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. Last Updated: 07/27/2016

Russia's Private Pilots Take Wing

When Sasha Merkalov saw the plane he built with his brother and father take off for the first time, he felt like a proud father. It had taken eight years, from 1979 to 1987, to construct the aircraft. At the time, it was easier to build a plane than to buy one.

"We poured our entire souls into Aist" Merkalov says. Aist means stork. "When it left the ground, it was like a baby was born".

Aist's first flight was a landmark event for the Merkalovs, but it also marked the beginning of a revolution in private aviation in Russia. Within a year, the Merkalovs - Sasha, Slava and their father Anatoly - started an air club, also called Aist. Over the past five years, more than 150 other flying clubs have been formed throughout the former Soviet Union.

In the West, the tradition of private aviation goes back to the Wright brothers, Charles Lindbergh and Howard Hughes. Russia does not have such a heritage; pilots flew for Aeroflot or the Air Force. As a result, the current private flying boom has grown with no guidelines. Regulations about safety and aircraft design do not exist, and private nights are still, technically, illegal.

But this has not stopped the Merkalovs and other aviation fans from spending Sunday afternoons airborne. The family, along with other pilots - including former astronaut Igor Volk - founded the Federation of Aviation Enthusiasts in 1989, the umbrella organization to which all the private clubs belong. The federation helps the clubs get planes and a place to put them. Right now, its officials are drawing up Russia's first civil aviation code which they hope to have ready by August.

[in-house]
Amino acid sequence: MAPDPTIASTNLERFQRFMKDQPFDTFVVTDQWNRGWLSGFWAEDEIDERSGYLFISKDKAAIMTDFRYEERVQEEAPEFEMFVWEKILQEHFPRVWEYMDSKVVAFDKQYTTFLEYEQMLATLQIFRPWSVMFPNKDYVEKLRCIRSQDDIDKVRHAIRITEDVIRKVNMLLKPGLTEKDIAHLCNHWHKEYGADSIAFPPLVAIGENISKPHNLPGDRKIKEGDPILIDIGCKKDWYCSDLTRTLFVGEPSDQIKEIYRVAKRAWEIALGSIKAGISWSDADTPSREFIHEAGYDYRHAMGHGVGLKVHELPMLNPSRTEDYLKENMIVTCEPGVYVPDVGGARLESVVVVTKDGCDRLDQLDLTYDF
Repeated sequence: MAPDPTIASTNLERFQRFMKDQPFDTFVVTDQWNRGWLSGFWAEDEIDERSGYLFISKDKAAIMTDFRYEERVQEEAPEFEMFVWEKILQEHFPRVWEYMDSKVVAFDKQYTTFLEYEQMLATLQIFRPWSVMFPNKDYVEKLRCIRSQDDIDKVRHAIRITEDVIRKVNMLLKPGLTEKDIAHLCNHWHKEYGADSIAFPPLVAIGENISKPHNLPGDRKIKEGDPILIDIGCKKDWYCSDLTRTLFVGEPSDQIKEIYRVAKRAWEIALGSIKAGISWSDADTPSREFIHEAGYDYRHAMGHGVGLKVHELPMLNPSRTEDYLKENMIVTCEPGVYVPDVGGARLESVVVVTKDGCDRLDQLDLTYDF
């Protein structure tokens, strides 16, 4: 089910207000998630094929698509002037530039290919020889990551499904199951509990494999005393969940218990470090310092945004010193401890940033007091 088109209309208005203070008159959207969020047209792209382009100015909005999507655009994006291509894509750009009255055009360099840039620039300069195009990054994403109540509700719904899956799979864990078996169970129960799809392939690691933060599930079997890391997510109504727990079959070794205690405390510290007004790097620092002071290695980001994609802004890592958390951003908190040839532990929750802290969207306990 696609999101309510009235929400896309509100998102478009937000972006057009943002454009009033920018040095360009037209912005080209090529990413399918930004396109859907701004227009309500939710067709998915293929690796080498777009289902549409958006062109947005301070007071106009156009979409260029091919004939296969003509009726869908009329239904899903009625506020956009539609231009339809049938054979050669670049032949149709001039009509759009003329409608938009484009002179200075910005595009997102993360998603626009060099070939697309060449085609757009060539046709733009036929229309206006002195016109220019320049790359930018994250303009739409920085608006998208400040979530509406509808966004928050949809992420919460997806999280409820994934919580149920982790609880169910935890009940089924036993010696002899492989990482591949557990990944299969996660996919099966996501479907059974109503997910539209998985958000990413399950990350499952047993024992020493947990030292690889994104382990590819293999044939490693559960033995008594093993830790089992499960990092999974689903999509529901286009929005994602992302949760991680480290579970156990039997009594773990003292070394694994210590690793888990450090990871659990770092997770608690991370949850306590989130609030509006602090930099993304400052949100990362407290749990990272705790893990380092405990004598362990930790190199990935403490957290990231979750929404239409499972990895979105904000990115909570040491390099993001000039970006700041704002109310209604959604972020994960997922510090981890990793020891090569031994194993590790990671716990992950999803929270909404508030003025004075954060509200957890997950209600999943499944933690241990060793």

"We want to push our cause", Slava Merkalov says, "to force Russia into the world flying community".

Nevertheless, the federation's vice president, Nikolai Gromtsev, has some reservations about the future of aviation and Russia in general. He says that everything depends on the nation's politics and economics.

"If we get out of this crisis, everything will be fine", Gromtsev says. "If not, people will be more concerned with survival than aviation".

Regardless, the federation has already had many successes. In 1990 it helped the Merkalovs go to the U. S. and Australia for international air shows. Perhaps more important for private aviation in general, the federation has been able to acquire used planes for restoration, and since the Yak factory in Smolensk has reopened, there is an abundance of the four-seat prop planes.

For the members of the Merkalov's club, which is located southeast of Moscow, the more airplanes, the better. It is a diverse bunch of about 25 or 30 pilots and flying students, ranging in age from 16 to 85. Everyone calls the 85-year-old "Flyin' Grandpa". There is an air traffic controller from Vnukovo Airport, the director of a peat factory and several aeronautics engineers.

"We live for flying", says Slava Merkalov, who dresses the part of a fighter Jockey. He wears camouflage fatigues, sunglasses and fingerless gloves. "We are fanatics".

While the federation does all it can to supply clubs with planes, the Merkalovs stay busy restoring and upgrading the aircraft they already have. For now the club has three Yak-18s and two Antonovs, the largest biplanes produced in the world. The Antonovs are used to supply arctic expeditions; skis or pontoons can be attached so that the plane can land on snow or water.

Now that the club has expanded to include these planes, the Merkalovs don't fly Aist much anymore; they have gotten used to the agility and quickness of the Yaks. But even though Slava Merkalov enjoys flying other models more, he always comes home to Aist.

"For my pride, my favorite plane to fly is an IL-62", he says, referring to a more powerful Ilyushin aircraft. "But for my soul, I love to fly Aist".